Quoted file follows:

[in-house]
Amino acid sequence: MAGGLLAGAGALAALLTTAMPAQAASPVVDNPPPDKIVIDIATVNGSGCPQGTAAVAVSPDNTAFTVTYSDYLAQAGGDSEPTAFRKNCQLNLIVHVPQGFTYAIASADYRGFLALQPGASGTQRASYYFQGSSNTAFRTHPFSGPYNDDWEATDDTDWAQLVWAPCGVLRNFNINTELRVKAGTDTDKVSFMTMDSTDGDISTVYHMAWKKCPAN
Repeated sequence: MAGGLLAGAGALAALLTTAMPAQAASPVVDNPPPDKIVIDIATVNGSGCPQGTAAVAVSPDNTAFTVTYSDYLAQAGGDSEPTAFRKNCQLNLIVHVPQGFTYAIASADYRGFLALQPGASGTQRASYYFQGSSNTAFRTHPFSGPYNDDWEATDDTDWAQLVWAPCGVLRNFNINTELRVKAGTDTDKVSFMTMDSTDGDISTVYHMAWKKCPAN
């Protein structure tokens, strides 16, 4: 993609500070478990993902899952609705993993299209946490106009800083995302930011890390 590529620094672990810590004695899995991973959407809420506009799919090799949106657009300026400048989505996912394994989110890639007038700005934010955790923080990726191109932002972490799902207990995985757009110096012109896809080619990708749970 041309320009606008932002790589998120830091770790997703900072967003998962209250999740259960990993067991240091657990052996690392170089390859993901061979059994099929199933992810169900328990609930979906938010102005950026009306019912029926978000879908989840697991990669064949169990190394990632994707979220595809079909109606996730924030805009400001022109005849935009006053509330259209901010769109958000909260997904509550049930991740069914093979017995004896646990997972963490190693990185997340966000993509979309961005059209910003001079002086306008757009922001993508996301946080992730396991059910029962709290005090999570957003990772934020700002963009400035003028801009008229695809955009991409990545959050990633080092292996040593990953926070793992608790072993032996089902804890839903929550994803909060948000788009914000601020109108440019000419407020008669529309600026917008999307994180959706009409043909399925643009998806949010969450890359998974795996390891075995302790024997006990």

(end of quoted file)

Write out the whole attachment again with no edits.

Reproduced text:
[in-house]
Amino acid sequence: MAGGLLAGAGALAALLTTAMPAQAASPVVDNPPPDKIVIDIATVNGSGCPQGTAAVAVSPDNTAFTVTYSDYLAQAGGDSEPTAFRKNCQLNLIVHVPQGFTYAIASADYRGFLALQPGASGTQRASYYFQGSSNTAFRTHPFSGPYNDDWEATDDTDWAQLVWAPCGVLRNFNINTELRVKAGTDTDKVSFMTMDSTDGDISTVYHMAWKKCPAN
Repeated sequence: MAGGLLAGAGALAALLTTAMPAQAASPVVDNPPPDKIVIDIATVNGSGCPQGTAAVAVSPDNTAFTVTYSDYLAQAGGDSEPTAFRKNCQLNLIVHVPQGFTYAIASADYRGFLALQPGASGTQRASYYFQGSSNTAFRTHPFSGPYNDDWEATDDTDWAQLVWAPCGVLRNFNINTELRVKAGTDTDKVSFMTMDSTDGDISTVYHMAWKKCPAN
């Protein structure tokens, strides 16, 4: 993609500070478990993902899952609705993993299209946490106009800083995302930011890390 590529620094672990810590004695899995991973959407809420506009799919090799949106657009300026400048989505996912394994989110890639007038700005934010955790923080990726191109932002972490799902207990995985757009110096012109896809080619990708749970 041309320009606008932002790589998120830091770790997703900072967003998962209250999740259960990993067991240091657990052996690392170089390859993901061979059994099929199933992810169900328990609930979906938010102005950026009306019912029926978000879908989840697991990669064949169990190394990632994707979220595809079909109606996730924030805009400001022109005849935009006053509330259209901010769109958000909260997904509550049930991740069914093979017995004896646990997972963490190693990185997340966000993509979309961005059209910003001079002086306008757009922001993508996301946080992730396991059910029962709290005090999570957003990772934020700002963009400035003028801009008229695809955009991409990545959050990633080092292996040593990953926070793992608790072993032996089902804890839903929550994803909060948000788009914000601020109108440019000419407020008669529309600026917008999307994180959706009409043909399925643009998806949010969450890359998974795996390891075995302790024997006990």